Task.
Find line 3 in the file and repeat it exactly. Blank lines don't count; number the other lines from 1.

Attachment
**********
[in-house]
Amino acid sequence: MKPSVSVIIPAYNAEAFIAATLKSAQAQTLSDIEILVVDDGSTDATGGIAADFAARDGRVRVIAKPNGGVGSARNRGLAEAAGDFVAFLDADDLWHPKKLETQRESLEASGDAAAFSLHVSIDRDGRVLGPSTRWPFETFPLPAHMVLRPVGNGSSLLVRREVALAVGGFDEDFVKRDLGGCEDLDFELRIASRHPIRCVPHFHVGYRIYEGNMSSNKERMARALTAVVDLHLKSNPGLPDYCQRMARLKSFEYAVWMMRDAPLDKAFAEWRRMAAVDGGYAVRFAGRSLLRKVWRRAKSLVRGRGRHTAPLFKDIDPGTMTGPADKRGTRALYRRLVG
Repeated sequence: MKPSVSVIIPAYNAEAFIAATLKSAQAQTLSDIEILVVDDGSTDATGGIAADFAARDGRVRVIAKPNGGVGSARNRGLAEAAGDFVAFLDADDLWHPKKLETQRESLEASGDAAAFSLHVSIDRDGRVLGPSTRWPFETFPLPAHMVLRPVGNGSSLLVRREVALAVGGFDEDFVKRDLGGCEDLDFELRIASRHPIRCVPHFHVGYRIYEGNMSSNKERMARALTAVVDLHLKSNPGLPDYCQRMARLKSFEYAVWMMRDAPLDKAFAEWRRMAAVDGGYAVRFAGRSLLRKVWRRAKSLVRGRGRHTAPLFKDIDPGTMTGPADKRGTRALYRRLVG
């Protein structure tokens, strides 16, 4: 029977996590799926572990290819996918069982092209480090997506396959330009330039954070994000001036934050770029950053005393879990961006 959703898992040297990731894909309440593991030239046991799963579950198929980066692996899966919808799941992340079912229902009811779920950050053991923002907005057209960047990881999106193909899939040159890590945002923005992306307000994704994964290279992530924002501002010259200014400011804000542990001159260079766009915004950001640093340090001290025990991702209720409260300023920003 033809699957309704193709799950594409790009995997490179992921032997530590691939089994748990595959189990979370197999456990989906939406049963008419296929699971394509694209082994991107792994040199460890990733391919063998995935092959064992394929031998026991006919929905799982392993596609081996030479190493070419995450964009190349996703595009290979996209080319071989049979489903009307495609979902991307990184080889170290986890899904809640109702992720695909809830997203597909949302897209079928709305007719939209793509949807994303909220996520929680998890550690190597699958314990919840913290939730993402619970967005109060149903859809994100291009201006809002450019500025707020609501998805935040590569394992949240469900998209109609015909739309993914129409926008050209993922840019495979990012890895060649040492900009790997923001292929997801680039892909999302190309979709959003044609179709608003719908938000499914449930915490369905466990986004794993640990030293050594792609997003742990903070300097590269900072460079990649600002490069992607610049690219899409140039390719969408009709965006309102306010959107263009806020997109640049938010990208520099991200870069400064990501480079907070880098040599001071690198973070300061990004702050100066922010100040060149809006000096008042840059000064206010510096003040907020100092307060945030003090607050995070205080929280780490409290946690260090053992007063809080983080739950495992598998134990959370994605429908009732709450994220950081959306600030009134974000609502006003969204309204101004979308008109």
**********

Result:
Repeated sequence: MKPSVSVIIPAYNAEAFIAATLKSAQAQTLSDIEILVVDDGSTDATGGIAADFAARDGRVRVIAKPNGGVGSARNRGLAEAAGDFVAFLDADDLWHPKKLETQRESLEASGDAAAFSLHVSIDRDGRVLGPSTRWPFETFPLPAHMVLRPVGNGSSLLVRREVALAVGGFDEDFVKRDLGGCEDLDFELRIASRHPIRCVPHFHVGYRIYEGNMSSNKERMARALTAVVDLHLKSNPGLPDYCQRMARLKSFEYAVWMMRDAPLDKAFAEWRRMAAVDGGYAVRFAGRSLLRKVWRRAKSLVRGRGRHTAPLFKDIDPGTMTGPADKRGTRALYRRLVG